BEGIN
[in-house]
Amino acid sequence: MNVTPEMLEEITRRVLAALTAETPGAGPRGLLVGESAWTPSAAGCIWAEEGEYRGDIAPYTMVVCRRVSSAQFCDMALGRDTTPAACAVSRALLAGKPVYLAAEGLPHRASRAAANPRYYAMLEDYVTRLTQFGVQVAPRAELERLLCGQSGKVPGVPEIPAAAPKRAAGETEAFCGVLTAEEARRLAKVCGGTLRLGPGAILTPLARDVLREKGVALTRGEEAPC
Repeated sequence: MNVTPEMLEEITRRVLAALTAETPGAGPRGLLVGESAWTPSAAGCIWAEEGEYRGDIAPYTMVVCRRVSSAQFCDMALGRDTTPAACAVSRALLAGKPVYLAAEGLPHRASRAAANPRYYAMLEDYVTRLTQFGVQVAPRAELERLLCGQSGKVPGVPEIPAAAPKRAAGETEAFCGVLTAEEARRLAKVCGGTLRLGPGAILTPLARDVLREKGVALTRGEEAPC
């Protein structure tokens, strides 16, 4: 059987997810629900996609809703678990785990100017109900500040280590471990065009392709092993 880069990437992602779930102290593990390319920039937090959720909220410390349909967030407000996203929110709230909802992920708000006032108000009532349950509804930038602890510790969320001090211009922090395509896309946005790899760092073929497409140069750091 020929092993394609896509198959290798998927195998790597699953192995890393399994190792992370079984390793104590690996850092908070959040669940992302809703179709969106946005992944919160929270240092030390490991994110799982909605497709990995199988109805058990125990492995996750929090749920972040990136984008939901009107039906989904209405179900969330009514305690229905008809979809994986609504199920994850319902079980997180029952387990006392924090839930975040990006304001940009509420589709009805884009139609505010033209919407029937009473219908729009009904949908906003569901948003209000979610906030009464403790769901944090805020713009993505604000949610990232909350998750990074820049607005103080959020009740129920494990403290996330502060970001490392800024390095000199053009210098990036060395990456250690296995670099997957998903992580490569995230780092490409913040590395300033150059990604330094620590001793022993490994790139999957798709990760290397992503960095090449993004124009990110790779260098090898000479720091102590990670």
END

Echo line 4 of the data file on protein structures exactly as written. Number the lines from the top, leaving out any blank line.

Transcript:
């Protein structure tokens, strides 16, 4: 059987997810629900996609809703678990785990100017109900500040280590471990065009392709092993 880069990437992602779930102290593990390319920039937090959720909220410390349909967030407000996203929110709230909802992920708000006032108000009532349950509804930038602890510790969320001090211009922090395509896309946005790899760092073929497409140069750091 020929092993394609896509198959290798998927195998790597699953192995890393399994190792992370079984390793104590690996850092908070959040669940992302809703179709969106946005992944919160929270240092030390490991994110799982909605497709990995199988109805058990125990492995996750929090749920972040990136984008939901009107039906989904209405179900969330009514305690229905008809979809994986609504199920994850319902079980997180029952387990006392924090839930975040990006304001940009509420589709009805884009139609505010033209919407029937009473219908729009009904949908906003569901948003209000979610906030009464403790769901944090805020713009993505604000949610990232909350998750990074820049607005103080959020009740129920494990403290996330502060970001490392800024390095000199053009210098990036060395990456250690296995670099997957998903992580490569995230780092490409913040590395300033150059990604330094620590001793022993490994790139999957798709990760290397992503960095090449993004124009990110790779260098090898000479720091102590990670």